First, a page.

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In the Trendelenburg position the body is laid flat on the back (supine position) with the feet higher than the head, in contrast to the reverse Trendelenburg position, where the body is tilted in the opposite direction. This is a standard position used in abdominal and gynecological surgery. It allows better access to the pelvic organs as gravity pulls the intestines towards the head. It was named after the German surgeon Friedrich Trendelenburg.
Additional recommended knowledge
Traditionally, the Trendelenberg position is the standard first aid position for shock (medical) and was used for an injured scuba diver. Many experienced divers still believe this position is appropriate, but current scuba first aid professionals no longer advocate elevating the feet higher than the head. The Trendelenberg position in this case increases regurgitation and airway problems, causes the brain to swell, increases breathing difficulty, and has not been proven to be of any value. "Supine is fine" is a good, general rule for victims of submersion injuries unless they have fluid in the airway or are breathing, in which case they should be positioned on the side.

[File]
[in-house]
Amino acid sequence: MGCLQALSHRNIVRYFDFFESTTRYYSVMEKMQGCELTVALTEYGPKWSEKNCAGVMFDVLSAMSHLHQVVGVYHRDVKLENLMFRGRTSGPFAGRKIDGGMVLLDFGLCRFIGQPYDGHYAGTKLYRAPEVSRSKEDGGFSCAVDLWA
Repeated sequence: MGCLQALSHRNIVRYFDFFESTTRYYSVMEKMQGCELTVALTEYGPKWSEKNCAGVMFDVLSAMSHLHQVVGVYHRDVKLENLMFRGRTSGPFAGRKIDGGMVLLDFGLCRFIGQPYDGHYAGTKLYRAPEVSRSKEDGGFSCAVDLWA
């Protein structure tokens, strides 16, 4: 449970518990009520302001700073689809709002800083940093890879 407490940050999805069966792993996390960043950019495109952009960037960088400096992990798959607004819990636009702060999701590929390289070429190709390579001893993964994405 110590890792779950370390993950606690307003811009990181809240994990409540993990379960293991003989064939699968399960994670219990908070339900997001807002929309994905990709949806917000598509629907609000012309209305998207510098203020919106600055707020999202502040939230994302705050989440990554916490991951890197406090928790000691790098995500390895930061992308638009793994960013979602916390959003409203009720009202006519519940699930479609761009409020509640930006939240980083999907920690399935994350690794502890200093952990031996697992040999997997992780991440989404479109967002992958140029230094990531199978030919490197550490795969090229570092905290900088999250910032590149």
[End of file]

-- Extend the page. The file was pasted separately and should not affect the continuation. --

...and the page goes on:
The Trendelenburg position may be used in childbirth when a woman's cervix is too swollen and won't quite dialate to 10 centimeters, or during the incidence of a prolapsed umbilical cord to take pressure off the cord and get more oxygen to the fetus, or it can be used to help rotate a posterior fetus either during pregnancy or the birth itself. The Trendelenberg position is also used when placing a Central Venous Line.
|This article is licensed under the GNU Free Documentation License. It uses material from the Wikipedia article "Trendelenburg_position". A list of authors is available in Wikipedia.|